Proving the Business Case for the Internet of Things

Mhealth app speeds concussion recovery for teens

Steve Rogerson
August 29, 2017

Researchers from Ohio State University Wexner Medical Center and Cincinnati Children’s Hospital Medical Center have found that an mhealth app can speed recovery for teenagers with concussion.
Generally, after suffering a concussion, patients are encouraged to avoid reading, watching TV and using mobile devices to help their brains heal. But new research shows that teenagers who used a mobile health app once a day in conjunction with medical care improved concussion symptoms and optimism more than with standard medical treatment alone. 
The researchers collaborated on the study with Jane McGonigal of the Institute for the Future, who developed the mobile health app SuperBetter after she suffered a concussion.
Results of the study were published online in the journal Brain Injury.
The 19 teens who participated in the study received standard of care for concussion symptoms that persisted beyond three weeks after the head injury, and the experimental group also used the SuperBetter app as a gamified symptoms journal.
“We found that mobile apps incorporating social game mechanics and a heroic narrative can complement medical care to improve health among teenagers with unresolved concussion symptoms,” said first author Lise Worthen-Chaudhari, a physical rehabilitation specialist who studies movement at the Wexner Medical Center’s Neurological Institute.
The American Academy of Neurology recommends limiting cognitive and physical effort and prohibiting sports involvement until a concussed individual is asymptomatic without using medication. However, this level of physical, cognitive and social inactivity represents a lifestyle change with its own risk factors, including social isolation, depression and increased incidence of suicidal ideology, the researchers noted.
In addition, cognitive rest often involves limiting screen stimulation associated with popular modes of interpersonal interaction, such as text messaging and social networking on digital platforms, including Facebook, Twitter, Instagram and multiplayer video gaming, thereby blocking common avenues for social connection.
“Teens who've had a concussion are told not to use media or screens, and we wanted to test if it was possible for them to use screens just a little bit each day, and get the bang for the buck with that,” Worthen-Chaudhari said. “The app rewrites things you might be frustrated about as a personal, heroic narrative. So you might start out feeling ‘I’m frustrated. I can’t get rid of this headache’ and then the app helps reframe that frustration to ‘I battled the headache bad guy today. And I feel good about that hard work’.”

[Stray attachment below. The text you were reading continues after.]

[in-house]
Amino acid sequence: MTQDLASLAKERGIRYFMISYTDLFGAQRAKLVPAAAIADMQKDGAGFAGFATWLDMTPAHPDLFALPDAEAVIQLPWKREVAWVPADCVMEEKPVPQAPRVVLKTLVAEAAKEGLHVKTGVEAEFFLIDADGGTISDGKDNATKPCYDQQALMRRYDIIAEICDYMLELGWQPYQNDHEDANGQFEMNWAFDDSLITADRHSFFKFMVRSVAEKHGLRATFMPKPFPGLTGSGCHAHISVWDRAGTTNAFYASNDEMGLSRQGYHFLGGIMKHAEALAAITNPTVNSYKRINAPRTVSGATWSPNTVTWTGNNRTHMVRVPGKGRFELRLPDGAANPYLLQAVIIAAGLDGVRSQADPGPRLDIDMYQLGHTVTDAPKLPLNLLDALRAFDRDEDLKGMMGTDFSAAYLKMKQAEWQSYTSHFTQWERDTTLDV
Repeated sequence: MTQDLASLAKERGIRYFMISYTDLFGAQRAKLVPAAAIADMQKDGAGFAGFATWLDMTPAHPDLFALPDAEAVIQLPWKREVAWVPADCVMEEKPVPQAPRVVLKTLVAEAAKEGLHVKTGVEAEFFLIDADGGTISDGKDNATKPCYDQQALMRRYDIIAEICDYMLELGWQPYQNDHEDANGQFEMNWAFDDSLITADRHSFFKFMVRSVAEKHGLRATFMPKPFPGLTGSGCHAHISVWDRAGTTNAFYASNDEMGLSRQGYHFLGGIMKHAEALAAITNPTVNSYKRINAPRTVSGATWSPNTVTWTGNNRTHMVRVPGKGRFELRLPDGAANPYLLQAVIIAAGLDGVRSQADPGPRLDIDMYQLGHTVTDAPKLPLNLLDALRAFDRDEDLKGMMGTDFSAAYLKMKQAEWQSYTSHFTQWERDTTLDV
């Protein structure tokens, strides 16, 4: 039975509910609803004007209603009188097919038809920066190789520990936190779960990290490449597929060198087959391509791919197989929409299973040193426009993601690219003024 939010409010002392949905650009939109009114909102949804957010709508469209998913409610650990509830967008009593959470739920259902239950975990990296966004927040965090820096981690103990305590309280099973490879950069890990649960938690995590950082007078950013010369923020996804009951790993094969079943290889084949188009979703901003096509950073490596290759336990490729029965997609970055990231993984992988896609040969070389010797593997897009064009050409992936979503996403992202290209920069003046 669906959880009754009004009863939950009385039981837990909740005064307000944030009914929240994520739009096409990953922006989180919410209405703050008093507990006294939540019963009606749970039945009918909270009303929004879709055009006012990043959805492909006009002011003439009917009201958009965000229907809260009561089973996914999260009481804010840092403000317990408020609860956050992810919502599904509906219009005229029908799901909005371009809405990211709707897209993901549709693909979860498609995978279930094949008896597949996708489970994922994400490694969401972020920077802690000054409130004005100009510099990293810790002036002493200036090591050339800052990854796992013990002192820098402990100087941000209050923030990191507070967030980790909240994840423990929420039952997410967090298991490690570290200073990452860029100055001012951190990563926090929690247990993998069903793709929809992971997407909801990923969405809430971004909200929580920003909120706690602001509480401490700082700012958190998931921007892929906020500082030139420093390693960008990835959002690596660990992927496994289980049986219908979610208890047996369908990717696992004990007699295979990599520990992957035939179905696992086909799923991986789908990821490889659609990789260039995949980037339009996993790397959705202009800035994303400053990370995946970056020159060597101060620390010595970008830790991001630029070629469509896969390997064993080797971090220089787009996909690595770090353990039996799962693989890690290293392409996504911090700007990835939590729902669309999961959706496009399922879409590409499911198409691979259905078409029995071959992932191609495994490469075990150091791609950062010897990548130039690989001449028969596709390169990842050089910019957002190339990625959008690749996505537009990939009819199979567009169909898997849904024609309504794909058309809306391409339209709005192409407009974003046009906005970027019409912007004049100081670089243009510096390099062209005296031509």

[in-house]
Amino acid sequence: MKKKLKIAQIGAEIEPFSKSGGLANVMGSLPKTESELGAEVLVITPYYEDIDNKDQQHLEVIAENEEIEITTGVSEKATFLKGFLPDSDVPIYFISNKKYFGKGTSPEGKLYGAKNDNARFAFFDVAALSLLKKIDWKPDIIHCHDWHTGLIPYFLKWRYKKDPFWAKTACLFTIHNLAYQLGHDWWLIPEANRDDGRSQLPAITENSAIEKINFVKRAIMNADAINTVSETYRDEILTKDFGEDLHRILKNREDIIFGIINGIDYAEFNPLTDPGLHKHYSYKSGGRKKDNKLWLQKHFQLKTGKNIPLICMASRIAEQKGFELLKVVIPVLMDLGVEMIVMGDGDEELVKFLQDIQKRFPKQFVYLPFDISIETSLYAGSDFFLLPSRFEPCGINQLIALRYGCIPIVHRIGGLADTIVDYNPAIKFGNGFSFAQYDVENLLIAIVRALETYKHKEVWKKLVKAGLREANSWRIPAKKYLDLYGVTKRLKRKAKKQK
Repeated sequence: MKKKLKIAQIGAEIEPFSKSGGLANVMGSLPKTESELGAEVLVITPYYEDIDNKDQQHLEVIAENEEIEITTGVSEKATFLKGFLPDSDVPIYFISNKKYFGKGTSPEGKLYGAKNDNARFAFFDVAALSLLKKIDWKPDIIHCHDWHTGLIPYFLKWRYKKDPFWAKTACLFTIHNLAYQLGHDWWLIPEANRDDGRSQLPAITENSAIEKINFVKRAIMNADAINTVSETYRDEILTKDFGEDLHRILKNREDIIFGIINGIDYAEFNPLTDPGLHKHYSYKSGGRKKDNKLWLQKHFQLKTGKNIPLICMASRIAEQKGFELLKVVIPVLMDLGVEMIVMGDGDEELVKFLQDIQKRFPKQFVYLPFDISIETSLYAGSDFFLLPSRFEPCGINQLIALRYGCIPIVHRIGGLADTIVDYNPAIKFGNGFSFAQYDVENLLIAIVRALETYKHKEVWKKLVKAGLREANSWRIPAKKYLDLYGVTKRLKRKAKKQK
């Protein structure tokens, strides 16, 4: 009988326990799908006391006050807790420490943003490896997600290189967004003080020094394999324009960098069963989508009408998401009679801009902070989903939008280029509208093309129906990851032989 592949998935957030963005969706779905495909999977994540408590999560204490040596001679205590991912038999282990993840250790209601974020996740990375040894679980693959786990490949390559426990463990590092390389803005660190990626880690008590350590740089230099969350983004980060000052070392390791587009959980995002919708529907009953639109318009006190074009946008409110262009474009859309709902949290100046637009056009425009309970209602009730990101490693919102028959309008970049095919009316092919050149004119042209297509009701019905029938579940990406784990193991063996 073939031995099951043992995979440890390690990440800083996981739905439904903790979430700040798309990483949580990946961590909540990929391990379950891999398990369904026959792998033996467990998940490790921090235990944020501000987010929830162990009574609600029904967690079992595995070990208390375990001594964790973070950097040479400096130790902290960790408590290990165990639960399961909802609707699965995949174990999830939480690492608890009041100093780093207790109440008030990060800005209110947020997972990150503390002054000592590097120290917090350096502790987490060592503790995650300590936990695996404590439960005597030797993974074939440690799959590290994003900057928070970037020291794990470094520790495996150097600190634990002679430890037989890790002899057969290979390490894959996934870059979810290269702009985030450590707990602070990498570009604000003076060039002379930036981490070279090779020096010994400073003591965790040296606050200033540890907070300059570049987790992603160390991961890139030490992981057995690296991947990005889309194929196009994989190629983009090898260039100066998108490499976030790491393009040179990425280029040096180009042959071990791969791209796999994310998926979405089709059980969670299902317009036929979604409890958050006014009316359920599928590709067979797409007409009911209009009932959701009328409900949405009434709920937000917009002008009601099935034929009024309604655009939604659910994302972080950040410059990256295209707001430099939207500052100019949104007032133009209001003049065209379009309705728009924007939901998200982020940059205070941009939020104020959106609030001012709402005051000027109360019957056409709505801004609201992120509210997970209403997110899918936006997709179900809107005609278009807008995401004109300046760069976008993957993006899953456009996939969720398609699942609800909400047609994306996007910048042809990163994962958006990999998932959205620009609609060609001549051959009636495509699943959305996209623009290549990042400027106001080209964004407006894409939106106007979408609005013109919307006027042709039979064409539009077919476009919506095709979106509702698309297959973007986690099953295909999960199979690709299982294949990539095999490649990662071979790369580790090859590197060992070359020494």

Concussion symptoms can include various complaints, including headaches, confusion, depression, sleep disturbance, fatigue, irritability, agitation, anxiety, dizziness, difficulty concentrating or thinking clearly, sensitivity to light and noise, and impaired cognitive function.
Within the SuperBetter app, symptoms were represented as bad guys such as headaches, dizziness or feeling confused, and medical recommendations were represented as power ups, including sleep, sunglasses or an academic concussion management plan. Participants invited allies to join their personal network in the app and they could view their in-app activity and send resilience points, achievements, comments and personalised emails in response to activity.
“Since 2005, the rate of reported concussions in high school athletes has doubled, and youth are especially at risk,” said study collaborator Kelsey Logan, director of the division of sports medicine at Cincinnati Children’s. “Pairing the social, mobile app SuperBetter with traditional medical care appears to improve outcomes and optimism for youth with unresolved concussion symptoms. More study is needed to investigate ways that leveraging interactive media may complement medical care and promote health outcomes among youth with concussion and the general population.”
Ohio State researchers Jerry Mysiw and Marcia Bockbrader also were involved in the study. Funding was provided by NIH-NICHD SBIR grant 1R43HD075638-01A1.